S210. Blood of My Blood: Writing About Family, Tribe, and Inheritances of the Heart

Meeting Room 9 & 10, Marriott Waterside, Third Floor
Saturday, March 10, 2018
1:30 pm to 2:45 pm


Writers of personal essay and memoir know that their story is shaped by family influences. But we may be more connected to the emotional life of our ancestors than we realize. Recent discoveries in behavioral epigenetics reveal that memory can be passed on in the genes, meaning that our stories are intrinsically tied to those who have gone before us. This diverse panel will explore what it means to mine truth by writing from the lens of generational legacies and inheritances of the heart.



Janice Gary is the author of Short Leash: A Memoir of Dog Walking and Deliverance, winner of two Nautilus Silver Awards and a finalist for the Eric Hoffer Award. A faculty member at ASU's Master of Liberal Arts Program, she teaches memoir workshops at writing centers and conferences.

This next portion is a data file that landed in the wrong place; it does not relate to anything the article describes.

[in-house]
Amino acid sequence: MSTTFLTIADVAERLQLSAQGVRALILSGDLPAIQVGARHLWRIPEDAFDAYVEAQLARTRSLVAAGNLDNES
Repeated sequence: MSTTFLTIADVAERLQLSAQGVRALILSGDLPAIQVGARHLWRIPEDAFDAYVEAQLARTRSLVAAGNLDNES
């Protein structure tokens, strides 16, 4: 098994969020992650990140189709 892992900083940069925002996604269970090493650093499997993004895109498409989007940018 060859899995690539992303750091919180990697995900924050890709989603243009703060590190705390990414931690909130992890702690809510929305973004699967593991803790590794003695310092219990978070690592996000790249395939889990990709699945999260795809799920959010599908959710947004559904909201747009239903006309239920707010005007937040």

Camille T. Dungy's four books of poetry include Trophic Cascade. Her first book of personal essays is Guidebook to Relative Strangers. She edited Black Nature: Four Centuries of African American Nature Poetry, and coedited two other anthologies. Dungy is a professor at Colorado State University.

Angie Chuang is a nonfiction writer and an associate professor of journalism at University of Colorado Boulder. Her first book, The Four Words for Home, tells the immigrant stories of an Afghan American family after 9/11 and her own Chinese American one. She was a newspaper reporter for thirteen years.

Karen Salyer McElmurray’s Surrendered Child: A Birth Mother’s Journey was an AWP Award Series winner. Her novels are The Motel of the Stars, Strange Birds in the Tree of Heaven, and she has coedited an essay collection, Walk Till the Dogs Get Mean. She teaches at Gettysburg College.


March 4–7, 2020
San Antonio, TX

Henry B. González Convention Center